Over the years that would follow, I would eventually lead our church to incorporate more rather than less Scripture in worship. Why is the public reading of Scripture important and essential for our worship of God?
1 Timothy 4:13 — Until I come, devote yourself to the public reading of Scripture, to exhortation, to teaching.
Establishing the Priority of Scripture for Worship
At the center of every Christian worship service must be the Word of God. We as believers must place a great priority upon the centrality of God’s Word among his people. By gathering together for the public reading of Scripture—from the very beginning of the service—it places a priority upon the Word. An honest evaluation for all believers would be to compare the amount of singing to the amount of God’s Word in a typical weekly worship service. Which one takes the priority?
As Paul wrote to Timothy (1 Tim. 4:13), he pointed him to the public reading of Scripture. Since books were scarce (especially parchments of God’s Word) and the educational level of people during the days of the early church often lacked the ability to read—the only time people could hear the Word of God was during public worship. Justin Martyr described a worship service from the second century:
On the day called Sunday, all who live in cities or in the country gather together to one place, and the memoirs of the apostles or the writings of the prophets are read, as long as time permits; then, when the reader has ceased, the president verbally instructs, and exhorts to the imitation of these good things. 
Each week as we gather for worship within the context of the church that I serve, we have an official call to worship from God’s Word. This is a means of the church being called to worship God through his Word from the beginning of the service. Such an official call to worship sets the stage for the fact that all of our worship must be connected to God’s Word, driven by God’s Word, directed by God’s Word, and honoring to the God of the Bible. We likewise desire to communicate to everyone who is present that the Word of God takes priority over everything else in our service.
The chief end of all worship of God will be achieved through his Word. Nothing can compete with God’s Word. Nothing can replace God’s Word. Therefore, with that firm understanding, there should be nothing that takes priority over God’s Word in the regular gathering of God’s people for worship on the Lord’s Day. John Owen, the great Puritan theologian, stated the following:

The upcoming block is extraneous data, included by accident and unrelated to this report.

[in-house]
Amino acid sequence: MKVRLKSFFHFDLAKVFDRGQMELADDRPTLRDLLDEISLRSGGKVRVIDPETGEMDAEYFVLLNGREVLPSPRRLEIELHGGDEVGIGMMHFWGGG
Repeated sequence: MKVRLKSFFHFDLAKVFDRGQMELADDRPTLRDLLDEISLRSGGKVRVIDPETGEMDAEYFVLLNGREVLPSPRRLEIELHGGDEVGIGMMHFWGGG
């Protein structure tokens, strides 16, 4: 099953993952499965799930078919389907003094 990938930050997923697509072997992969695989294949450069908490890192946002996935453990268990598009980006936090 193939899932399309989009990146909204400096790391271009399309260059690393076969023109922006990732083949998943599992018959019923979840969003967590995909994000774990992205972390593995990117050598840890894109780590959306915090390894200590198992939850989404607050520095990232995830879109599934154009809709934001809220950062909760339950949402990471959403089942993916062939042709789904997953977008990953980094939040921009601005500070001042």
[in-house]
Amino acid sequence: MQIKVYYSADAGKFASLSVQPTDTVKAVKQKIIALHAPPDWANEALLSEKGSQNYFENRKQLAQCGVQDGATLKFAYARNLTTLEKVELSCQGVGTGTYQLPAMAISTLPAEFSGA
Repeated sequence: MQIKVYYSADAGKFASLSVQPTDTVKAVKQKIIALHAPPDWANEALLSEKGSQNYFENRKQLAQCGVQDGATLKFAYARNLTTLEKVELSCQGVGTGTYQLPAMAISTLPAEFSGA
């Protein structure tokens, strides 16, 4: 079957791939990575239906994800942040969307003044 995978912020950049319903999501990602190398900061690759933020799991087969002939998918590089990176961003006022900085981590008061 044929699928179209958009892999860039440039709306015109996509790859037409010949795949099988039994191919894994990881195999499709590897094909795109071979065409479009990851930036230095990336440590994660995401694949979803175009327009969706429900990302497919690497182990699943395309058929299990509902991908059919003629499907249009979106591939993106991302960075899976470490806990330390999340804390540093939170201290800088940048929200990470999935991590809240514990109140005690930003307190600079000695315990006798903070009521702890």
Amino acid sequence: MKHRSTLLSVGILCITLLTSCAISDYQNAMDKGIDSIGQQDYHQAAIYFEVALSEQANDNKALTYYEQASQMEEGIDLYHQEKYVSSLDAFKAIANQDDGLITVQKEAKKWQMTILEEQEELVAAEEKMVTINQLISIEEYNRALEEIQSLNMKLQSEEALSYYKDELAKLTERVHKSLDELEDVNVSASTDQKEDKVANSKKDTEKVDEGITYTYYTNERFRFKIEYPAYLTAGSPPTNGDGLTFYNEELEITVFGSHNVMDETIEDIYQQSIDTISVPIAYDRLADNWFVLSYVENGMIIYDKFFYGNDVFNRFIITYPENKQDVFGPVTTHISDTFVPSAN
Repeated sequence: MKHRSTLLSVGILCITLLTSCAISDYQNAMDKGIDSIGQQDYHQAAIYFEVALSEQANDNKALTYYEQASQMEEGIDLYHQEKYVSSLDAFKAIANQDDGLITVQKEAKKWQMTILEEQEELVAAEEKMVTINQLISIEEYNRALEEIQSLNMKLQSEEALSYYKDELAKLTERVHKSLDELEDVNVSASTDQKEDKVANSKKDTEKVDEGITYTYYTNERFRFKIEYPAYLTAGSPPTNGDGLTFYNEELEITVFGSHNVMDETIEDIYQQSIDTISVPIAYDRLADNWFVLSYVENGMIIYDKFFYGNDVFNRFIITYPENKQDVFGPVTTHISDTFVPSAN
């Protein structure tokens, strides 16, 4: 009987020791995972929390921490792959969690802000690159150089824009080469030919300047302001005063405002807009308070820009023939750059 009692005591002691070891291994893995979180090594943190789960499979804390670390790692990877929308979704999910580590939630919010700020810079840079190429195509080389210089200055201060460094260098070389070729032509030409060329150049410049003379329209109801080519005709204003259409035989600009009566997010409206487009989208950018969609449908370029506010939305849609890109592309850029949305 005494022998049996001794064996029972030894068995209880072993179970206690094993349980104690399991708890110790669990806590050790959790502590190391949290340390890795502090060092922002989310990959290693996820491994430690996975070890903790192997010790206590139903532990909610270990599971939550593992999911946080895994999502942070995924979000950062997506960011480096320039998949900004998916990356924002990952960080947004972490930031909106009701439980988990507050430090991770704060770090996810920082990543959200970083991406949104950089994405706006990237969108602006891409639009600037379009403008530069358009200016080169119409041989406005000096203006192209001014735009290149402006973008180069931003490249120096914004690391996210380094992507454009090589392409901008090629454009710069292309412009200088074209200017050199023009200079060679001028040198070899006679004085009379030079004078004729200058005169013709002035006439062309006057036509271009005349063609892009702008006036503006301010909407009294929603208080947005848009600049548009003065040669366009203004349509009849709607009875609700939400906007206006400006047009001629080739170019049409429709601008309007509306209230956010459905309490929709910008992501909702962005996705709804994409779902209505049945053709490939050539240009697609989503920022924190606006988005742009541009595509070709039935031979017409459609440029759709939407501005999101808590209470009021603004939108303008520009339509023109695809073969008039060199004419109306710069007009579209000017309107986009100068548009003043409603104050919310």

Our belief of the Scriptures to be the word of God, or a divine revelation, and our understanding of the mind and will of God as revealed in them, are the two springs of all our interest in Christian religion. From them are all those streams of light and truth derived whereby our souls are watered, refreshed, and made fruitful unto God. 
Establishing the Necessity of Scripture for Worship
If the only sufficient guide for life and the practice of our faith is the Word of God, why then would we gather together to worship God apart from his Word? Sadly today, many Protestant worship services contain far less public reading of Scripture than Roman Catholic Church services and in some cases—no public reading of Scripture at all.
If we will know God rightly and worship him properly, we must hear God speak through his Word. What Paul taught Timothy was emerging from the Jewish practice of reading the Scriptures in the synagogue. When Jesus visited the synagogue, he read publicly from the scroll of Isaiah. It should likewise be noted that Paul’s first letter to the Thessalonians closes with the charge to “have this letter read to all the brothers” (1 Thess. 5:27).
Paul closed his letter to the church in Colosse with these words, “And when this letter has been read among you, have it also read in the church of the Laodiceans; and see that you also read the letter from Laodicea” (Col 4:16). This public reading was to the church, which implies public worship rather than casual meetings over lattes at the local Starbucks. We likewise see this clear pattern of the public reading of Scripture in the letters sent to the seven churches of Revelation (see Rev. 1:3). Rather than arriving late and skipping over the public reading of Scripture, make sure you’re on-time, quiet, and engaged in the reading of Scripture since it not only sets the tone of the worship, but is itself part of the worship of God each week.
Honoring God’s Design for Scripture
God’s Word was designed to be read aloud. As mentioned earlier, illiteracy was a common problem among the people of the early church, but as we move through the days preceding the Reformation, the people would gather for worship and they would not be able to hear the Word in their own language, because the Roman Catholic Church sought to control the text. Even when people could not understand Latin, they would read the Bible in Latin—completely concealing the Word from the people. They were elevating ecclesiastical opinion and their own doctrinal positions above sacred Scripture.